West senior brings love of wakeboarding to Victoria (w/video)
Dec. 21, 2013 at 6:21 a.m.
Blake Daniel comes from a flipping family.
If he's not practicing flips on a trampoline, or doing standing flips in the grass, the 16-year-old can generally be found in the water at Coleto Creek on the outskirts of Victoria flipping on a major wave.
The Victoria West senior, who recently came in third place at a national International Water Sport Organization's INT League wakeboarding competition in California, has been on the water pretty much his entire life, at least since he was big enough to ride with his mother, Stephanie, on a knee board.
Stephanie met Blake's father, J.J., in college soon after he had taken ownership of his own personal boat. She had been water skiing since she was a teenager, and it became a frequent pastime for the couple.
"We (water) skied all through college, but we were skiers though, not wakeboarders," Stephanie said. "Dad learned how to wakeboard, and they started teaching (Blake) when he was about 6."
After seeing others wakeboarding at Coleto Creek, the Daniel family became interested. Soon after that they were spending every weekend on the water.
Wakeboarding is the sport of riding behind a boat while riding on a short, wide board and performing acrobatic and aerodynamic tricks on the wake that is created.
About 10 years after he first stood up on a board, Blake and his dad decided to look into competitions in 2012.
"We started doing it for fun; I didn't really think of it as going as far as it did," Blake said. "I started competing in intermediate where it's like two flips and two spins and I came back this year and did a lot more than I ever expected."
Blake competed in four competitions in 2013, and during a two-day competition in Arkansas over the summer he was able to see expert- and outlaw-level wakeboarders compete.
More importantly, he was able to scope their tricks.
"You can choose to compete in expert or the pro division, but if you don't have the tricks, you're not going to do well," he said. "(Tricks such as) 540's, Scarecrows and flips with a half turn in it - I'm starting to work on those so that I can hopefully compete in those higher levels next summer."
At a competition in August, Blake had about three solid tricks down on his wakeboard.
"He started seeing what others guys were doing and started practicing the grab and where he could, he would create a whole new trick," Stephanie said about her son. "It raised his score in Arkansas from 8,400 to an 11,100 in October."
Scores are calculated by various factors, including amplitude, difficulty and style, he said.
A trick like a 360 (a full spin around) can be made more difficult by adding a foot-grab to it. Harder tricks mean more total points.
Besides watching and talking with pros at competitions, Blake derives most of his inspiration from YouTube videos.
"That's my main source," he said about the Internet videos.
"I'm trying to compete up next year in the expert round; I was in advanced this year," Blake continued. "A lot of (competitors) are older, you don't see very many young kids doing it. There was one 8-year-old that was like crazy good."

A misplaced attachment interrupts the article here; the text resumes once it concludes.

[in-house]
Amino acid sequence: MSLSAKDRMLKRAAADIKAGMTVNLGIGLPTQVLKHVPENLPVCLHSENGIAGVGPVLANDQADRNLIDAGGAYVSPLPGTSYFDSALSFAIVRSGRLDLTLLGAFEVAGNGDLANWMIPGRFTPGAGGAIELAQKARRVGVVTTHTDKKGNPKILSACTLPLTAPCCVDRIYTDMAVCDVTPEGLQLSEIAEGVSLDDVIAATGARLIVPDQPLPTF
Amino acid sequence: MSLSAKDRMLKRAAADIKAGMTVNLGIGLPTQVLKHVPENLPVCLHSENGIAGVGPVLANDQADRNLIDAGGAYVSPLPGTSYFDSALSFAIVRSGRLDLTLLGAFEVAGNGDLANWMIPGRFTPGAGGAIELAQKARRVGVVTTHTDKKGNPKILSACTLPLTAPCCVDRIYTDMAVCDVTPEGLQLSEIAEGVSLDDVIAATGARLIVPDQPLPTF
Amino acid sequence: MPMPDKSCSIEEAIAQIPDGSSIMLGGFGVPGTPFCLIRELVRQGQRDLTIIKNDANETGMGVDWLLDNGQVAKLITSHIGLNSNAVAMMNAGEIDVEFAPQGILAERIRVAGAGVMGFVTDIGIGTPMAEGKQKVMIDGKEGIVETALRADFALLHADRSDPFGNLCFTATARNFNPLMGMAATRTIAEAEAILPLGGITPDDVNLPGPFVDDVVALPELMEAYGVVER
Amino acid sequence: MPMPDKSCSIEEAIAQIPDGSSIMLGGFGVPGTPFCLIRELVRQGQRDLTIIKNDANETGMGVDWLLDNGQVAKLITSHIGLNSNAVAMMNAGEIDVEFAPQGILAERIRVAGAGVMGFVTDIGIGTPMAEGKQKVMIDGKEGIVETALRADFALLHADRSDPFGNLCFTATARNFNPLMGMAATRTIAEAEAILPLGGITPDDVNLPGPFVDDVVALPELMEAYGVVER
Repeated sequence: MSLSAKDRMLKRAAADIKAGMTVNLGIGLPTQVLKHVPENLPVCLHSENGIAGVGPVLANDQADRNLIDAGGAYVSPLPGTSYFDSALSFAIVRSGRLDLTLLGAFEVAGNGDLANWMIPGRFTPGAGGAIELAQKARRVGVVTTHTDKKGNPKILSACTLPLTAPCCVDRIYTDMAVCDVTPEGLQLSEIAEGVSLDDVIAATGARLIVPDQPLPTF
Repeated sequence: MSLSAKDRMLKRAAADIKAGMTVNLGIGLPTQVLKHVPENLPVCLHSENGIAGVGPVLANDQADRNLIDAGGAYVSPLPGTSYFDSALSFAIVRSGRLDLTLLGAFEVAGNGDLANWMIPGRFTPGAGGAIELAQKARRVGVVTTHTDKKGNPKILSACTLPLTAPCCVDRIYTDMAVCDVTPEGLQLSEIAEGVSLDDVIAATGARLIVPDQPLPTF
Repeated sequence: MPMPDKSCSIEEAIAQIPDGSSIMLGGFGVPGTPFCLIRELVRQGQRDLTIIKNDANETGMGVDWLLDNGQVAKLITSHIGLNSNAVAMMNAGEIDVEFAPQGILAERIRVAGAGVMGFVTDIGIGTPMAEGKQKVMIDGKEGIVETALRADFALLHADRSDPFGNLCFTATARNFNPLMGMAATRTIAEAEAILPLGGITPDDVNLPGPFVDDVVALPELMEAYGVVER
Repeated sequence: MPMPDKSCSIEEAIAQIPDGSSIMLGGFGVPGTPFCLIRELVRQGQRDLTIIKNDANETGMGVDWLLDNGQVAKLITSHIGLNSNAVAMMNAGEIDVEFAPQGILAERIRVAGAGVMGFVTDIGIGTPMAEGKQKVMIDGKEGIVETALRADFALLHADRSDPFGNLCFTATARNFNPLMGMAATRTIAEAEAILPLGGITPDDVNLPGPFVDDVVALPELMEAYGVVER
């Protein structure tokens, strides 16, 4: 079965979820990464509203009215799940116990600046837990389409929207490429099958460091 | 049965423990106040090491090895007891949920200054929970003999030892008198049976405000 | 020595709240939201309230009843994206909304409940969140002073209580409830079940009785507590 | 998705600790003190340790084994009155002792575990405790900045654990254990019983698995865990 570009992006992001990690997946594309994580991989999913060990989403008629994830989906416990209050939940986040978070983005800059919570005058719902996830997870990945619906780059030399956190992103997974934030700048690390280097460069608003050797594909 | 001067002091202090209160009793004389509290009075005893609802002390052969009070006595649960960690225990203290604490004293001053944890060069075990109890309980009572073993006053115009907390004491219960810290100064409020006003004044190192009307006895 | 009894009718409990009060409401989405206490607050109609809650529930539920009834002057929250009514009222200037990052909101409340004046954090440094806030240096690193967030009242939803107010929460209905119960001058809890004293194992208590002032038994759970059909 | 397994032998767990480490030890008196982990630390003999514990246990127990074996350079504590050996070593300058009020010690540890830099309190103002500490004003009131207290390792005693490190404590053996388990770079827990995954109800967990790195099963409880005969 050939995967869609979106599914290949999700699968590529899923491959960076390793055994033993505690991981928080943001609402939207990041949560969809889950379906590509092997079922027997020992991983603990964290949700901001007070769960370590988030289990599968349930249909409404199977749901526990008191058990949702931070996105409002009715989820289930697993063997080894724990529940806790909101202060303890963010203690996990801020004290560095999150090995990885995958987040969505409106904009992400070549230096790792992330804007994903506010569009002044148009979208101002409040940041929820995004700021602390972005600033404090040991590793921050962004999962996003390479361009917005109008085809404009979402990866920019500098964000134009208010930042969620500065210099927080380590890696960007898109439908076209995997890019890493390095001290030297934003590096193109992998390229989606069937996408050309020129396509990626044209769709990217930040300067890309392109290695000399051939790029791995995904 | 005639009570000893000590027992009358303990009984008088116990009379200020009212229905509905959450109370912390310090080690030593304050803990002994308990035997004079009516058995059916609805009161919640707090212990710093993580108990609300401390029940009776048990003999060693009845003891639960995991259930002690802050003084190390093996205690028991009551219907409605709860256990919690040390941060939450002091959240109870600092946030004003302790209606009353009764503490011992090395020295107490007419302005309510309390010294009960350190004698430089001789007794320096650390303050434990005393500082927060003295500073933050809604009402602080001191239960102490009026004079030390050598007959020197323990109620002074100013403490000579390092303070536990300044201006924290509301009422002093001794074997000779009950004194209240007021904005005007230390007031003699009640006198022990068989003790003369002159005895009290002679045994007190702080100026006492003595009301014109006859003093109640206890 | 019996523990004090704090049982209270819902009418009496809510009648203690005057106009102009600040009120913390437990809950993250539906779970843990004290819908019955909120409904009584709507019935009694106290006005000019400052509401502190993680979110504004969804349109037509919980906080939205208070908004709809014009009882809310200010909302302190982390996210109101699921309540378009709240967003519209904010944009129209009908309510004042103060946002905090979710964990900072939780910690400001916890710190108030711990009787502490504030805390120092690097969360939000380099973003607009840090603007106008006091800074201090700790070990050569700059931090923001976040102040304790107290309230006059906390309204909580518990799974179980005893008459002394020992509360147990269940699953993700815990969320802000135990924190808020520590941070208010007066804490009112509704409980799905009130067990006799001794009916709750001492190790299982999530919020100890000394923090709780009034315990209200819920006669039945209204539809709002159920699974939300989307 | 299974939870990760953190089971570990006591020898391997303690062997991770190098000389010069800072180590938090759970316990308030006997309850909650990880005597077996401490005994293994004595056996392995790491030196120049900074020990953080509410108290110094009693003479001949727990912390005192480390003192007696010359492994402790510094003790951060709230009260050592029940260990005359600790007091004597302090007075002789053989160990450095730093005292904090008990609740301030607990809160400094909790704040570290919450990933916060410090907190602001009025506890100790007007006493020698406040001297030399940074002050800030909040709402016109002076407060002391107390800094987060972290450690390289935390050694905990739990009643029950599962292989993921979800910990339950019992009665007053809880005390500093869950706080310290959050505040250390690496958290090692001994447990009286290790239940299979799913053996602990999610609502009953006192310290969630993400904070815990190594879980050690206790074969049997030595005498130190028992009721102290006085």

"(The 8-year-old) got to the men's outlaw division, which is the pro division," Stephanie said. "He practices every day with his babysitter out on the lake."
The Daniels are talking about Daniel Johnson, of Mooresville, NC, who has been competing in national wakeboarding competitions since he was six against opponents that are years older.
Since Blake's strong competition in California in October, he has worked to add a 540 (full spin-and-a-half) and Scarecrow, a toeside invert Front Roll with a 180 (half a spin), to his repertoire.
In competitions, wakeboarders can pull 10 tricks Blake said, and not one can be repeated. He can only wipe out once before being disqualified.
While he felt prepared with his stock of tricks, Blake was not ready for one aspect of the California competition: the water temperature.
"They said the water was 62 degrees, but he was in full-blown shakes when he got out," Stephanie said. "It was probably 75 here and 62 there."
"You kind of just get psyched up for it," Blake said. "When you first get in the water, it's a little bit hard to handle."
Blake has introduced several of his friends to wakeboarding, including three who have competed in national competitions.
Another West student and one of his Blake's friends, Xander Mahan competed in the intermediate level and came in first place at the Bakersfield INT competition.
"We pretty much all just work together and push each other," Blake said about wakeboarding with his friends. "A lot of my friends come out there and we all ride."
Traveling to competitions has become a fun event for the Daniels. His grandparents generally drive with the gear (board, rope, jackets, boots, etc.) to the site of the competition and support Blake.
In the wakeboarding offseason, Blake plays second base for the West varsity baseball team. He has been playing the sport as long as he has been on the water.
When asked which sport he prefers, Blake stumbles on the answer.
"I have more potential (in wakeboarding)," Blake said, adding that he would like to join Texas A&M or Texas State's wakeboarding teams.
According to CollegeWakeboarding.com, A&M is ranked No. 5 in cable wakeboarding and Texas State is ranked No. 7 in boat wakeboarding.
With Blake leading the pack, the rest of the family is trying to find a way into the sport. Fourteen-year-old Bailey is a gymnast and would be a natural in the water, Stephanie said.
Also, Blake's father, J.J., is looking into competing in amateur competitions next summer.
"(Bailey's) really good at all that flipping, and J.J. was a pole vaulter," Stephanie said.
"We're just a flipping kind of family - kind of extreme," Blake said, laughing.